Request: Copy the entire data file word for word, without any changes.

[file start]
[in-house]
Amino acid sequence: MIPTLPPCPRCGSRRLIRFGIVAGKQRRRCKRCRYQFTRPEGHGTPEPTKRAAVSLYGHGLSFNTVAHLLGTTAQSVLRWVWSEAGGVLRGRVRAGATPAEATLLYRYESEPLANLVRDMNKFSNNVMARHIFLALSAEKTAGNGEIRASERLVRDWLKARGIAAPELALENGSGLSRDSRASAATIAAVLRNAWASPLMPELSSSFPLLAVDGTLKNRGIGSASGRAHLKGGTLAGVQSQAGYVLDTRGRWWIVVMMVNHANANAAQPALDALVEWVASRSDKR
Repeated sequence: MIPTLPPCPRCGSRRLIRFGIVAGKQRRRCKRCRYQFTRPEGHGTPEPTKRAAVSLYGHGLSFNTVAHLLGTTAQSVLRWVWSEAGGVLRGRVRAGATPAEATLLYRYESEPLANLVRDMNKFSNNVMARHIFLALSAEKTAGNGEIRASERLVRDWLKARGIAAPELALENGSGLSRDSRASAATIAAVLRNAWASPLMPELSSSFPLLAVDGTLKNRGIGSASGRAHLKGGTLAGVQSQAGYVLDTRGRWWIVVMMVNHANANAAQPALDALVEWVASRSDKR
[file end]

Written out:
[in-house]
Amino acid sequence: MIPTLPPCPRCGSRRLIRFGIVAGKQRRRCKRCRYQFTRPEGHGTPEPTKRAAVSLYGHGLSFNTVAHLLGTTAQSVLRWVWSEAGGVLRGRVRAGATPAEATLLYRYESEPLANLVRDMNKFSNNVMARHIFLALSAEKTAGNGEIRASERLVRDWLKARGIAAPELALENGSGLSRDSRASAATIAAVLRNAWASPLMPELSSSFPLLAVDGTLKNRGIGSASGRAHLKGGTLAGVQSQAGYVLDTRGRWWIVVMMVNHANANAAQPALDALVEWVASRSDKR
Repeated sequence: MIPTLPPCPRCGSRRLIRFGIVAGKQRRRCKRCRYQFTRPEGHGTPEPTKRAAVSLYGHGLSFNTVAHLLGTTAQSVLRWVWSEAGGVLRGRVRAGATPAEATLLYRYESEPLANLVRDMNKFSNNVMARHIFLALSAEKTAGNGEIRASERLVRDWLKARGIAAPELALENGSGLSRDSRASAATIAAVLRNAWASPLMPELSSSFPLLAVDGTLKNRGIGSASGRAHLKGGTLAGVQSQAGYVLDTRGRWWIVVMMVNHANANAAQPALDALVEWVASRSDKR